By Marsea Nelson, Guest Blogger

Botswana’s dry season—occurring June through September—is traditionally the most popular time to visit the southern Africa nation. Animals are plentiful and easily seen, and the weather is usually pleasant. But the wetter “green season”—generally from December through March—offers a different side of Africa, when breeding and hunting occurs amidst rich vegetation.

Climate: During the dry season, evenings are cool or even cold, so layering is a must. Afternoon temperatures range from warm to hot (particularly in October). The low humidity at this time of year attracts fewer bugs, including mosquitoes.

In Botswana’s green season, though you’ll certainly encounter more rain, showers won’t occur every day and, when they do, they’ll likely be sporadic. Spectacular lightning and thunderstorms are an added bonus. Afternoon temperatures are hot and humidity is often high. Mosquitoes, while more prevalent, can be easily managed with proper insect repellent and shouldn’t detract from your safari.

During Botswana’s green season, rainstorms usually arrive in the late afternoon and last for short lengths. Botswana mainly consists of the Kalahari Desert so rainfall is still typically low overall.
Photo © Deborah Doyle/Natural Habitat Adventures

Crowds: The country’s commitment to small-scale eco-tourism means you won’t see many tourists compared with many other safari destinations, regardless of the time of year. However, more people do travel to Botswana during the dry season, particularly during school summer breaks in July and August. During the green season, you may find you have lodges, roads and watering holes largely to yourself.

Birding: Botswana has an impressive population of birds year-round—Pel’s fishing-owl, slaty egrets and wattled cranes among them. But for the avid birder, the green season is unquestionably the best time to visit as additional species migrate to the country to breed and nest. Northern Botswana in particular, where our tours normally run, is known for its high number of birds.

Wildlife viewing: The dry season’s grass is low and sparse and trees are leafless, allowing visitors to easily spot wildlife, even from far away. There are also fewer watering holes, so it’s less difficult to predict where animals will congregate. For these reasons, you’ll see more animals, and in greater variety, during this time of year. Chobe National Park’s famous elephant herds are in full force during the dry season.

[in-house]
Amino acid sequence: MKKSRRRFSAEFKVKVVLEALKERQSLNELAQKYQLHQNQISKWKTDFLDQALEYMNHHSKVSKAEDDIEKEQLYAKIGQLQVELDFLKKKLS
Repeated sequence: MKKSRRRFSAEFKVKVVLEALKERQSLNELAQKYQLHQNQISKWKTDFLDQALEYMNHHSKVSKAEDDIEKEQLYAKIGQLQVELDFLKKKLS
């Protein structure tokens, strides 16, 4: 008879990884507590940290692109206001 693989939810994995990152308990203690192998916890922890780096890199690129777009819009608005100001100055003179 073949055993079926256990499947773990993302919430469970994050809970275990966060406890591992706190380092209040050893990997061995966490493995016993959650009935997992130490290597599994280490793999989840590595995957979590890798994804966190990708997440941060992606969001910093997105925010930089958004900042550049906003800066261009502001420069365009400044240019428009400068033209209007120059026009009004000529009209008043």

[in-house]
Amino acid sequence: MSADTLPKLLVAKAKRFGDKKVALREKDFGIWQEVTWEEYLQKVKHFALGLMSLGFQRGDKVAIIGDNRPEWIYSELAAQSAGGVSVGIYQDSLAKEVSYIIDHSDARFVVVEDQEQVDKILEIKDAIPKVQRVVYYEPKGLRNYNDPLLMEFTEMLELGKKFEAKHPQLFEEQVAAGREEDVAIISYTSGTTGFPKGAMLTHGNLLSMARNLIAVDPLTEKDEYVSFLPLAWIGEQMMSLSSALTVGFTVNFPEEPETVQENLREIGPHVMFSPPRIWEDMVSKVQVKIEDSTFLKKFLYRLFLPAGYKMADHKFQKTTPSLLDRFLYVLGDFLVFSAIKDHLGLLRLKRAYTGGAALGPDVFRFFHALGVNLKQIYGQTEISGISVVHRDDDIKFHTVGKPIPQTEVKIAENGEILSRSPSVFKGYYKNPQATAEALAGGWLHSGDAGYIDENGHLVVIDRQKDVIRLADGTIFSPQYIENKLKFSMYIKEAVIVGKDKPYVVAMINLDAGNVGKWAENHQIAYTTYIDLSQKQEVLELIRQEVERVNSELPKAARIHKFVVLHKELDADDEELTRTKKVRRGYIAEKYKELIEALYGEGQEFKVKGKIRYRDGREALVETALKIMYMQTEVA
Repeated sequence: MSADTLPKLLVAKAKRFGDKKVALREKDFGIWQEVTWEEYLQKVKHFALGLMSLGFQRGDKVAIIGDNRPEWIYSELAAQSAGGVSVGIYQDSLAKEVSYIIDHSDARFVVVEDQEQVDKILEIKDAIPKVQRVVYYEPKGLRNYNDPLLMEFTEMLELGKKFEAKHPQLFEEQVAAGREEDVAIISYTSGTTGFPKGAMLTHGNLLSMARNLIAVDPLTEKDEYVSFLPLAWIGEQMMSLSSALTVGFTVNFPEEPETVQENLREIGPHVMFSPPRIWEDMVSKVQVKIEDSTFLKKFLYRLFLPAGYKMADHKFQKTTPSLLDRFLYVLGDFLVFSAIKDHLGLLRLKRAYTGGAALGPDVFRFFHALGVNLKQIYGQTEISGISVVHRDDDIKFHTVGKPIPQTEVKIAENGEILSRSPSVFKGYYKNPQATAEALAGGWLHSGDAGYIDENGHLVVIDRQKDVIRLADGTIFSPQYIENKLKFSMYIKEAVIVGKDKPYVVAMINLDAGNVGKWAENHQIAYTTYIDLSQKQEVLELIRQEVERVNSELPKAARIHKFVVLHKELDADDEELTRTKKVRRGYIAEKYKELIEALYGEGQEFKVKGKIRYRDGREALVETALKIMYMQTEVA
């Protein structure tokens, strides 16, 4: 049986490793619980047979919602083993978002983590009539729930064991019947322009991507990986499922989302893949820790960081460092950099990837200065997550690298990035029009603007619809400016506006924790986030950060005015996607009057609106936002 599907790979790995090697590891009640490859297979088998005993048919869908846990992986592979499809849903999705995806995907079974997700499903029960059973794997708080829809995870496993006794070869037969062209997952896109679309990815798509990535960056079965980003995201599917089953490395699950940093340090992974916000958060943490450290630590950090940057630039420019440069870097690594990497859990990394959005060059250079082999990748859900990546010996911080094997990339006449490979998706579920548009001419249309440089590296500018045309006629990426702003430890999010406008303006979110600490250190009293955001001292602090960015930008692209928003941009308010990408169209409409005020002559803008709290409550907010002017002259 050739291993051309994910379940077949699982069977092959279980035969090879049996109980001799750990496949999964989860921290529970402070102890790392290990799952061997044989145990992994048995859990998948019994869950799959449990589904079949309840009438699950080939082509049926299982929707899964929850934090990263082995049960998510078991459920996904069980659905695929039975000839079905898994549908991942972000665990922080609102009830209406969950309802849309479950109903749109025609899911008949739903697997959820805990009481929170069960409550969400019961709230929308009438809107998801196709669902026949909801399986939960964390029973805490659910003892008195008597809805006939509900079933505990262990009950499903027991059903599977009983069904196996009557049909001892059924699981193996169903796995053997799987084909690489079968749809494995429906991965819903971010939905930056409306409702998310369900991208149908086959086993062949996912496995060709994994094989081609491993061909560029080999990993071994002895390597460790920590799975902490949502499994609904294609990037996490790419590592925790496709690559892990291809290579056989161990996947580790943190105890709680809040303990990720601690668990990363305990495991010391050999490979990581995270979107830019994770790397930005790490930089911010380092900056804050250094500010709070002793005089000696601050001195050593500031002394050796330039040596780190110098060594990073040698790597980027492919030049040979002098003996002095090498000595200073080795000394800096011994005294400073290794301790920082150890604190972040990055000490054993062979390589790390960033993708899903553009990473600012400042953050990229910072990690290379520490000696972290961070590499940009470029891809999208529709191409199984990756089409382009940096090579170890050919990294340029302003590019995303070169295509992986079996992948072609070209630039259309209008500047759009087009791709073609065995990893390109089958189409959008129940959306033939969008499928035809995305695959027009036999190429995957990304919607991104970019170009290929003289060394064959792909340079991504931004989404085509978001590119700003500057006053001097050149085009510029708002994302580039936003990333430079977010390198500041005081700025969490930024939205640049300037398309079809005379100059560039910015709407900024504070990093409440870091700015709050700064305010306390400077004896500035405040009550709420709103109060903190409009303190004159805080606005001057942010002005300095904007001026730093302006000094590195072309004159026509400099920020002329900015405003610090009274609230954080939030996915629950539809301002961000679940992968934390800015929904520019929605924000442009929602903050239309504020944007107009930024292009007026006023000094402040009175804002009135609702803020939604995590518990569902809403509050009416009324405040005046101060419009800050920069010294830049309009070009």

The abundance of wildlife wasn’t lost on Matt Lewis, a senior program officer for WWF, “Viewing elephants from a boat on the Chobe River was a moment of a lifetime. It’s such a surreal experience to see elephants wading and swimming in the river, using their trunks as snorkels, alongside hippos plunging loudly into the river and crocodiles sunning themselves on the river banks.”

Chobe National Park has the highest concentration of elephants in Africa, numbering around 70,000. Photo © Alex Komarnitsky/Natural Habitat Adventures

Chobe National Park has the highest concentration of elephants in Africa, numbering around 70,000. Photo © Alex Komarnitsky/Natural Habitat Adventures

The green season is when grazing animals give birth, so you’ll likely spot young impala, springbok and zebra trailing behind their mothers. In turn, the area’s predators—leopard, lion, cheetah, spotted hyena and wild dog—target the vulnerable babies, and dramatic hunting scenes may unfold in front of you. Large herds can be found grazing on the plentiful grass in the Kalahari at this time of year, too.

Leopard spotted in Botswana

Rivers such as the Chobe and Gomoti sustains a variety of wildlife and also attracts predators such as the leopard.
Photo © Matt & Maggie Kareus/Natural Habitat Adventures

Scenery: During the dry season, Botswana’s sparse plains stretch far into the distance. The driest months, June through August, bring conditions dustier than normal.

The lush foliage of the green season—contrasted with the stunningly blue African sky—creates a breathtaking backdrop for photographers. And an afternoon storm may reward you with a rainbow or two streaking across the sky.

Traveling by a traditional dugout canoe, a mokoro, through the Okavango Delta

Traveling by mokoro, a traditional dugout canoe, through the Okavango Delta.
Photo © Don Martinson/Natural Habitat Adventures

The landscape of the Okavango Delta can change dramatically depending on the water level, which is affected less by the seasonal rainfall and more by water traveling from the Angola highlands. Therefore, somewhat counterintuitively, the highest water levels occur from June to August, when many snaking waterways become small lakes. Regardless of the time of year, the ever-changing floodplain can be explored by mokoro (traditional dugout canoe).

Travel to Botswana with WWF and Nat Hab.